805 IF OPERATION$ = CHR$(246) THEN ANSWER = FACTOR1 / FACTOR2
 806 IF OPERATION$ = "%" THEN ANSWER = FACTOR1 * FACTOR2 * .01
 807 LOCATE 8, 32: COLOR 11: PRINT "=": COLOR 14
 808 LOCATE 8, 34: FACTOR$ = STR$(ANSWER): PRINT FACTOR$
 809 RETURN
 900 ' Quit  '''''''''''''''''''''''''''''''''''''''''''''''''''''''''''''''''
 901 FUNK = 2: GOSUB 200
 902 CLS
 903 LOCATE 10, 22: PRINT "Thanks for using GW-Basic Calculator!"
 904 LOCATE 11, 28: PRINT "Have an INCREDIBLE life!"
 905 LOCATE 14, 34: PRINT "B-Bye, now!"
 906 LOCATE 18, 27: PRINT "Press any key to continue..."
 910 WHILE INKEY$ = "": WEND
 911 SYSTEM

The Mouse Routine:

The lines between 200 and 211 make up the sub-routine that accesses the mouse, which it does by storing the necessary assembly code commands into specific memory locations, calling the assembly routine as a unit by way of the "Call" statement, then storing the appropriate information into the variables "B" ( Button status ), "H" ( Horizontal position ) and "V" ( Vertical position ). The sub-routine requires a single argument, which corresponds to the value stored in the variable "Funk". Valid values for "Funk" are: "1" ( Show the mouse cursor ), "2" ( Hide the cursor ) or "3" ( Read button status, horizontal and vertical positions ). Upon return from function 3 ( Read status ), the variables "H" and "V" will have values corresponding to the horizontal and vertical position of the mouse cursor ( respectively ), while "B" will have a value of 0 to 3 ( for a 2-button mouse ), indicating which mouse button(s) is/are pressed as follows;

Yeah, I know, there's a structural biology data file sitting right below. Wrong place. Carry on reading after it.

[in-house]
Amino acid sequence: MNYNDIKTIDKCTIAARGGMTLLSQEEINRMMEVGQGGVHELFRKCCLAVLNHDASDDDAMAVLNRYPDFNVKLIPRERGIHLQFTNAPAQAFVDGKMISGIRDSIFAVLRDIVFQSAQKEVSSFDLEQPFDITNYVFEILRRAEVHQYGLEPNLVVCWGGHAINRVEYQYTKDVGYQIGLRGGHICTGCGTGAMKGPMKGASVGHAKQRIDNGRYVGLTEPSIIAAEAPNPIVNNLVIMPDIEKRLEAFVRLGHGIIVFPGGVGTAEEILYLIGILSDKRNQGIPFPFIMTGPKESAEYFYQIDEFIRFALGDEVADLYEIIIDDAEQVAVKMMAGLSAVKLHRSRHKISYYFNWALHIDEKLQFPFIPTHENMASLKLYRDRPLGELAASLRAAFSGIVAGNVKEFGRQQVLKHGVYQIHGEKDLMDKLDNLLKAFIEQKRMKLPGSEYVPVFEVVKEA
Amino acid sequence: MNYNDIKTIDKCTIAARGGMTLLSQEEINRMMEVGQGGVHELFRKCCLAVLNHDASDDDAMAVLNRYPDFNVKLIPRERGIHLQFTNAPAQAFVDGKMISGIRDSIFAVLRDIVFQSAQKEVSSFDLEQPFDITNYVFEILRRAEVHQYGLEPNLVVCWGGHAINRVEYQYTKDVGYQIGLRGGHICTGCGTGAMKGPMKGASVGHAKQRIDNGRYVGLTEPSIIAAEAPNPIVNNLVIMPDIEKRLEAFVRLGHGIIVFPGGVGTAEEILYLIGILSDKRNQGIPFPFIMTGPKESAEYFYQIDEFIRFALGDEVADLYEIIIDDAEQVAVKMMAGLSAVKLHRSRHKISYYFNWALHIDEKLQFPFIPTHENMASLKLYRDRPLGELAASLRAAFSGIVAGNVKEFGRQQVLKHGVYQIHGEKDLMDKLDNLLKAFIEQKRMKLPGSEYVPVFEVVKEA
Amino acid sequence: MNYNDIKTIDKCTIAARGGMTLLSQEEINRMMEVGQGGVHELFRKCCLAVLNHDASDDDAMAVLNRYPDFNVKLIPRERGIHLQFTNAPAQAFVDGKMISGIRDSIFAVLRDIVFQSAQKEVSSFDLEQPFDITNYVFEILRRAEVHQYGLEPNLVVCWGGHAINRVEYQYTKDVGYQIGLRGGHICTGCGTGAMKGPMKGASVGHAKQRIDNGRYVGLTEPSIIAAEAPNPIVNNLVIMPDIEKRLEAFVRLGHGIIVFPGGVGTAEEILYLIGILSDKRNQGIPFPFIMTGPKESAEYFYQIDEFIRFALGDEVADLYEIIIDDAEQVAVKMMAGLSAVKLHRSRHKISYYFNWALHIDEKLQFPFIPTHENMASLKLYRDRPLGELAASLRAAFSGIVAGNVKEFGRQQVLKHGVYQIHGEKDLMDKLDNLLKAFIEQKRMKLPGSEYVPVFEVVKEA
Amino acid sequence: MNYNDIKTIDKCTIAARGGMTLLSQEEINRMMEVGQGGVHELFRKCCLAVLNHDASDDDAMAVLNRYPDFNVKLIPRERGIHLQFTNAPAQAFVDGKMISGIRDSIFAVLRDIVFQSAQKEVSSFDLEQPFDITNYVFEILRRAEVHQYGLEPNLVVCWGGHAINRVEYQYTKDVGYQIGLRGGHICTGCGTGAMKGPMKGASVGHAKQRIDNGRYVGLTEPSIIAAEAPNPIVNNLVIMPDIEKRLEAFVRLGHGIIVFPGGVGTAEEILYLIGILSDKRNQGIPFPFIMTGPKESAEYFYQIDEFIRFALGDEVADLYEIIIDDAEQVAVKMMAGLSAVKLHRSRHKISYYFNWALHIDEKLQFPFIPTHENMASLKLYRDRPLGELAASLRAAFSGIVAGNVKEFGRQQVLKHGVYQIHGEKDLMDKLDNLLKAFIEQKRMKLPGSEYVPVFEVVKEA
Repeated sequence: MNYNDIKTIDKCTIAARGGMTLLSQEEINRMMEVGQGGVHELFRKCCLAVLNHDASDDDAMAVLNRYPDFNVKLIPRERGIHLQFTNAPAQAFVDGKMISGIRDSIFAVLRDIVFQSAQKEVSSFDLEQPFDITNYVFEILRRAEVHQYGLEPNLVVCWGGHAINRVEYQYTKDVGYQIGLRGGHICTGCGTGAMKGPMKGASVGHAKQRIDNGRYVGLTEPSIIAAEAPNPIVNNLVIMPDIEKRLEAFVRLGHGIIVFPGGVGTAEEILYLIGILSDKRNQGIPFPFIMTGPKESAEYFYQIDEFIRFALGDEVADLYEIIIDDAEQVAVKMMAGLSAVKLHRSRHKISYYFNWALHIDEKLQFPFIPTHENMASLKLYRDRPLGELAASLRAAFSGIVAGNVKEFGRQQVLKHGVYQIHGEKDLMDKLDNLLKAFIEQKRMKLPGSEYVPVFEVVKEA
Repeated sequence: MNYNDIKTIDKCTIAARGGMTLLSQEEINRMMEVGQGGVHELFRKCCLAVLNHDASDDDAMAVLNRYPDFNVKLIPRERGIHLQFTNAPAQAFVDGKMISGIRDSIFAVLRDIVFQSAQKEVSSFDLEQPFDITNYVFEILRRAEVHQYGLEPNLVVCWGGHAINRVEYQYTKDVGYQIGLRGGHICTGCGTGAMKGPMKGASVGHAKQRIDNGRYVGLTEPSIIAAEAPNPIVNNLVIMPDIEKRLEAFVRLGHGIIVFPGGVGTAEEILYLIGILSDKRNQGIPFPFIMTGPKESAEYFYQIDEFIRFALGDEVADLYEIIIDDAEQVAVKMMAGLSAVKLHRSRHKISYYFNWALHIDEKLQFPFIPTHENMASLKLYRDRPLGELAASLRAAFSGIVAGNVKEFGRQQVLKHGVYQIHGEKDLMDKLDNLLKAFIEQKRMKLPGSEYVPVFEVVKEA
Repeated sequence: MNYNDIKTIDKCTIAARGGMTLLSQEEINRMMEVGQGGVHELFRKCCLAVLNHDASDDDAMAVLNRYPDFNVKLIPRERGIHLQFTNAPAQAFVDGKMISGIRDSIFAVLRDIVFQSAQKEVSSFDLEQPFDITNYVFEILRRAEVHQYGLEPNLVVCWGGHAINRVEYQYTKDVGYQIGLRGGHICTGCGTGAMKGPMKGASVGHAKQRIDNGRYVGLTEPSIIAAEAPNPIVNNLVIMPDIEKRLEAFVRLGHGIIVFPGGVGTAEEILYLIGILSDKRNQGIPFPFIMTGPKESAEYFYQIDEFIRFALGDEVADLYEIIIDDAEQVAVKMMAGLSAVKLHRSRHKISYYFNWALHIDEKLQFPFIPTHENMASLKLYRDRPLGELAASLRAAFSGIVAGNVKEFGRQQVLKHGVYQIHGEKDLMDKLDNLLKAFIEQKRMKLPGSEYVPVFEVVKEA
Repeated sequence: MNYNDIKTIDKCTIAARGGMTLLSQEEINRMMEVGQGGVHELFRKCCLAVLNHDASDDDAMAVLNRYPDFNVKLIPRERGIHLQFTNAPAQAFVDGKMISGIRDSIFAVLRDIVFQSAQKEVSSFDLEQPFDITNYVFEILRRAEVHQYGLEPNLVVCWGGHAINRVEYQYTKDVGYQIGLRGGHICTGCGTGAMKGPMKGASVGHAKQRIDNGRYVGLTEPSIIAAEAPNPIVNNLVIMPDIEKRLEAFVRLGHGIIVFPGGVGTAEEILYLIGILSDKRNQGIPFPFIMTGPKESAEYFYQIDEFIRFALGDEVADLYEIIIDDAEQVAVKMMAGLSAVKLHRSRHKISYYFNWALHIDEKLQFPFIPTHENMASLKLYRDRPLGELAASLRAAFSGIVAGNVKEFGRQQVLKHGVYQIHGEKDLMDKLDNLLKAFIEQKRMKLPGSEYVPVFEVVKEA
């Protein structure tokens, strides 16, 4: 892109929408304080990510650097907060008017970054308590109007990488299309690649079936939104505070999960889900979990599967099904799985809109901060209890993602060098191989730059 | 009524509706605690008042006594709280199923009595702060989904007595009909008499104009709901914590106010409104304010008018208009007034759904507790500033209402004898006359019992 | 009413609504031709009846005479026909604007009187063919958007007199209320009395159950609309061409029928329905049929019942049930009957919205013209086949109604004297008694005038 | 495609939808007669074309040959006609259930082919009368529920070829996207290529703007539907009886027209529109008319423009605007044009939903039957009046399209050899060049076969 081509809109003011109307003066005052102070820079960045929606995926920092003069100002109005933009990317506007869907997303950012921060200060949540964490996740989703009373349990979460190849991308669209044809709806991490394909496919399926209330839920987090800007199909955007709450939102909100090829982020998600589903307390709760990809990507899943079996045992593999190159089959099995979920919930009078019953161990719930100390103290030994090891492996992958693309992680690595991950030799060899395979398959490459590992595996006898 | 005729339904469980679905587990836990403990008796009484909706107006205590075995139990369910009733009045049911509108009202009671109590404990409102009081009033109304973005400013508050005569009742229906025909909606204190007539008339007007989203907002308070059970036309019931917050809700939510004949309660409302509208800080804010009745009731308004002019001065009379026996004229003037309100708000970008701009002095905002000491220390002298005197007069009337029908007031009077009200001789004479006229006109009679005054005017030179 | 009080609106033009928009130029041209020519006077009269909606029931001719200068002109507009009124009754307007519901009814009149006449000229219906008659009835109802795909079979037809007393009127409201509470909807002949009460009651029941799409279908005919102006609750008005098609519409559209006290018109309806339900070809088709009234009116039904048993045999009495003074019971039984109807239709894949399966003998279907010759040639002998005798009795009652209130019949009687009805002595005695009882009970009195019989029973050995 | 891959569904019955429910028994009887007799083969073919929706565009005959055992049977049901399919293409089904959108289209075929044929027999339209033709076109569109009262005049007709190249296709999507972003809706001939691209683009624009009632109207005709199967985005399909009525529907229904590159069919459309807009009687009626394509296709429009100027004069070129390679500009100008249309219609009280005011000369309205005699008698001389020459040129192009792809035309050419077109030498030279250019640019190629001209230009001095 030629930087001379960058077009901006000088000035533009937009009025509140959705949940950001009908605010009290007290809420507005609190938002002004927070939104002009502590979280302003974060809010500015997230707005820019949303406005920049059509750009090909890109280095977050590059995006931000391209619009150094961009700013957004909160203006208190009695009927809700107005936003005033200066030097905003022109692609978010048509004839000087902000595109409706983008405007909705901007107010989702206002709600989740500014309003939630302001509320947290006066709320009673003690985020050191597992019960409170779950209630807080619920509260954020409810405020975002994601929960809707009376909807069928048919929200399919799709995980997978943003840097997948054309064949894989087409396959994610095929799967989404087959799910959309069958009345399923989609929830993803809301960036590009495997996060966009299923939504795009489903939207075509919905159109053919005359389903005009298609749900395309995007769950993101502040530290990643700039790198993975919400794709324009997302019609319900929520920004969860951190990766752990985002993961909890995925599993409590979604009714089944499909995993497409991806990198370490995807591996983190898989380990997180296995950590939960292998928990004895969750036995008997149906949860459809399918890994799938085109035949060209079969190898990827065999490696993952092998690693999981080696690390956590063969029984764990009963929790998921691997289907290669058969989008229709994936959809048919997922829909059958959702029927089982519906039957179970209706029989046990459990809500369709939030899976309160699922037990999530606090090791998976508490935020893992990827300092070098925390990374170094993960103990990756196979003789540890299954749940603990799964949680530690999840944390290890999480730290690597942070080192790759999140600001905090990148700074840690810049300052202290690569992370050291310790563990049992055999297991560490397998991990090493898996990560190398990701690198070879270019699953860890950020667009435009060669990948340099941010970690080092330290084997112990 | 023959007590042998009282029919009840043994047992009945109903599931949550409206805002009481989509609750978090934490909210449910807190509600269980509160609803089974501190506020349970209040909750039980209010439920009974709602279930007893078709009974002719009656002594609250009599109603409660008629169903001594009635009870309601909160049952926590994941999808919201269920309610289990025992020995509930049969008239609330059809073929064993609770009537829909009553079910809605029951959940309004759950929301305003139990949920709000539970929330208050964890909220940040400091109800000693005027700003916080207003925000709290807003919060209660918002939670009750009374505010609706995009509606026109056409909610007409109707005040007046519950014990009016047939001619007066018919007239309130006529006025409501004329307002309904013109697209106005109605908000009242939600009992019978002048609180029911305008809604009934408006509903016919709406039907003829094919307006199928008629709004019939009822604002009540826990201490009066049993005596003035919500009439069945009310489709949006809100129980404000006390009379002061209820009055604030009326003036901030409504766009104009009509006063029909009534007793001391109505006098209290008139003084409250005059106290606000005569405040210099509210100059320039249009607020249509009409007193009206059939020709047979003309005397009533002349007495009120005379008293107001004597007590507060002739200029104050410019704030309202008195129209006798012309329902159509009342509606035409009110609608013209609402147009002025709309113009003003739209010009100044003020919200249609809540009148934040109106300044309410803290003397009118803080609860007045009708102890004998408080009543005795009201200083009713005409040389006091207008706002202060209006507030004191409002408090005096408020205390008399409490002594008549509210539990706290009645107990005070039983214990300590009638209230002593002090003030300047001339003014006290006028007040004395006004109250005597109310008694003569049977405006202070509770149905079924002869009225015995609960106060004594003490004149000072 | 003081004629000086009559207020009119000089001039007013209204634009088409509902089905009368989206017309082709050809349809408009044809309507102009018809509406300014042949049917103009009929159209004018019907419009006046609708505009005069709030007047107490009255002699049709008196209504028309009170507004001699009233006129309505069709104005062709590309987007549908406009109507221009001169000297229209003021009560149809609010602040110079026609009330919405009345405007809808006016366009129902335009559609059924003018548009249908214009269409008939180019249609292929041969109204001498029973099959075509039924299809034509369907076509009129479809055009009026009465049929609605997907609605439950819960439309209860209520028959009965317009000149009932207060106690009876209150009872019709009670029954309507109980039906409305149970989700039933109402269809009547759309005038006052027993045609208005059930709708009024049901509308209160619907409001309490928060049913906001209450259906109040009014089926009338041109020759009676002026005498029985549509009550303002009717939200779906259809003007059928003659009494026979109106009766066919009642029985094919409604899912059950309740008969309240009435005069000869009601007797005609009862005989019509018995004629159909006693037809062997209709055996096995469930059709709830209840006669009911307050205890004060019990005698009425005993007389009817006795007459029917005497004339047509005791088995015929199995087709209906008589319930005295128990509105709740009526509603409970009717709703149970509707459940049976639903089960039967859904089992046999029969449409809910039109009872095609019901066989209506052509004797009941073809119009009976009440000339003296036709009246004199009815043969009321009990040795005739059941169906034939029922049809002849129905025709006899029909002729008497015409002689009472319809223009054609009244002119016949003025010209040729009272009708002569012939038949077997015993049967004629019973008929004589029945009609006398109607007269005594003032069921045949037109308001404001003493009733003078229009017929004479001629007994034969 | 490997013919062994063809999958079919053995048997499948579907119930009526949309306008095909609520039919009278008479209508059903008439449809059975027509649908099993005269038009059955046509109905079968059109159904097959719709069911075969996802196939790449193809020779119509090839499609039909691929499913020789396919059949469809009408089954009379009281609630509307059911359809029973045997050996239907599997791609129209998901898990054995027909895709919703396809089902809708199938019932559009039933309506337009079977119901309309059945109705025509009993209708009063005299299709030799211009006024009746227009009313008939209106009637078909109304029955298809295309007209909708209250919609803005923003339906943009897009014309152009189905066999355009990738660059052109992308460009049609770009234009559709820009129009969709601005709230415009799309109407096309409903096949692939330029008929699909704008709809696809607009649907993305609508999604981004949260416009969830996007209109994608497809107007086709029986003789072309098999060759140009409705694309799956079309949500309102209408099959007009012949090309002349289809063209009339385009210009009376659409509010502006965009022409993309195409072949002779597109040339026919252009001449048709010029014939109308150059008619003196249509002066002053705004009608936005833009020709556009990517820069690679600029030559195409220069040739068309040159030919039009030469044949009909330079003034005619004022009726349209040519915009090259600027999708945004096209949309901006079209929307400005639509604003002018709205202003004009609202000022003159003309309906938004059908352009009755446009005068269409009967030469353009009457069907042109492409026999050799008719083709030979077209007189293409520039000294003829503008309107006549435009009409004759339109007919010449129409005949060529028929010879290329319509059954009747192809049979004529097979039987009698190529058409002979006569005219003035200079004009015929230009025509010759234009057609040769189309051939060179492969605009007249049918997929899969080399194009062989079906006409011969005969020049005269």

Value Of "B" Button(s) Pressed
0 None
1 Left
2 Right
3 Both

Interfacing With The Mouse:

It is a simple matter to wait for the user to press a particular mouse button, usually the left button ("1"), then test whether the mouse cursor is over any on-screen button ( for example the "Quit" button ), in which case the function that button represents is performed. This is done with a series of "If" statements, as illustrated in lines 303 to 310 above, among others.

A few notes:

  • Make sure to hide the mouse cursor before drawing any graphics to the screen, or else they may be garbled when the mouse is moved.
  • Do not hide the cursor via function 2 more than once before calling function 1 to display it again, or it may not show up.
  • To ensure that the values of "B", "H" and "V" are accurate and current, call function 3 IMMEDIATELY before reading these variables.

I find that calling function 3 at the beginning of the main program loop is usually sufficient to keep the variables updated, unless you wish to call the mouse from a sub-routine, in which case you'd want to include a call to function 3 in that routine.

Conclusion:

That's about all there is to it; just play around with the program a bit, until you get the feel for what's going on there. To create your own programs using the mouse, you might want to strip out everything except the mouse routine ( lines 200 - 211 ), then save that file as a sort of bare-bones "template", which you can copy as often as you like to give you a starting point for editing your next masterpiece. Hope you found this topic interesting, and Enjoy!